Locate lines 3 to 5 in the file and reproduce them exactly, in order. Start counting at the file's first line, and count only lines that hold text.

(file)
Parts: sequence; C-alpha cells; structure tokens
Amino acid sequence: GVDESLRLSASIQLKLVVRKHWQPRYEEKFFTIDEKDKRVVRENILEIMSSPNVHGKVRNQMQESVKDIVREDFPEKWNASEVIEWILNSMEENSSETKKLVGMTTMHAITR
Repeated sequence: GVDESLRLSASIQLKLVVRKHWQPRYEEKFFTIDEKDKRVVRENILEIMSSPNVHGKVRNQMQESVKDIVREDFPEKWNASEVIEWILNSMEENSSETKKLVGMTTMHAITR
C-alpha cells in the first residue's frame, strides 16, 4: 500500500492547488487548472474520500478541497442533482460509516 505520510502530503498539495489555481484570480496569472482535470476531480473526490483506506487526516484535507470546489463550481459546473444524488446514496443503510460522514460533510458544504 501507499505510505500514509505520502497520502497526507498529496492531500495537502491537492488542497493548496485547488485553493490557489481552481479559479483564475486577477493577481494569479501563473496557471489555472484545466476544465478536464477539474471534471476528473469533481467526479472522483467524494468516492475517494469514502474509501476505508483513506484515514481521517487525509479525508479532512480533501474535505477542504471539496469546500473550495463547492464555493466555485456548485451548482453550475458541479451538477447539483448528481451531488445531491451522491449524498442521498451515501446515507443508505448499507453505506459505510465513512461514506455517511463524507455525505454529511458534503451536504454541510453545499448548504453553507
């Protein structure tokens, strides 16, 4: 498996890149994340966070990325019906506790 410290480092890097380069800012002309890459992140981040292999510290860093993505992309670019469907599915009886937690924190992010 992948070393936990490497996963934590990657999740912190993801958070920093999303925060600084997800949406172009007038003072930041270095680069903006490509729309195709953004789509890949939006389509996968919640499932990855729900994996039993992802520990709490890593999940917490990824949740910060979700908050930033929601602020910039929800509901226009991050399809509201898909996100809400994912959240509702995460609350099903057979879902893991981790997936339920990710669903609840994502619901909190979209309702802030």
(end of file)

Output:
Repeated sequence: GVDESLRLSASIQLKLVVRKHWQPRYEEKFFTIDEKDKRVVRENILEIMSSPNVHGKVRNQMQESVKDIVREDFPEKWNASEVIEWILNSMEENSSETKKLVGMTTMHAITR
C-alpha cells in the first residue's frame, strides 16, 4: 500500500492547488487548472474520500478541497442533482460509516 505520510502530503498539495489555481484570480496569472482535470476531480473526490483506506487526516484535507470546489463550481459546473444524488446514496443503510460522514460533510458544504 501507499505510505500514509505520502497520502497526507498529496492531500495537502491537492488542497493548496485547488485553493490557489481552481479559479483564475486577477493577481494569479501563473496557471489555472484545466476544465478536464477539474471534471476528473469533481467526479472522483467524494468516492475517494469514502474509501476505508483513506484515514481521517487525509479525508479532512480533501474535505477542504471539496469546500473550495463547492464555493466555485456548485451548482453550475458541479451538477447539483448528481451531488445531491451522491449524498442521498451515501446515507443508505448499507453505506459505510465513512461514506455517511463524507455525505454529511458534503451536504454541510453545499448548504453553507
């Protein structure tokens, strides 16, 4: 498996890149994340966070990325019906506790 410290480092890097380069800012002309890459992140981040292999510290860093993505992309670019469907599915009886937690924190992010 992948070393936990490497996963934590990657999740912190993801958070920093999303925060600084997800949406172009007038003072930041270095680069903006490509729309195709953004789509890949939006389509996968919640499932990855729900994996039993992802520990709490890593999940917490990824949740910060979700908050930033929601602020910039929800509901226009991050399809509201898909996100809400994912959240509702995460609350099903057979879902893991981790997936339920990710669903609840994502619901909190979209309702802030």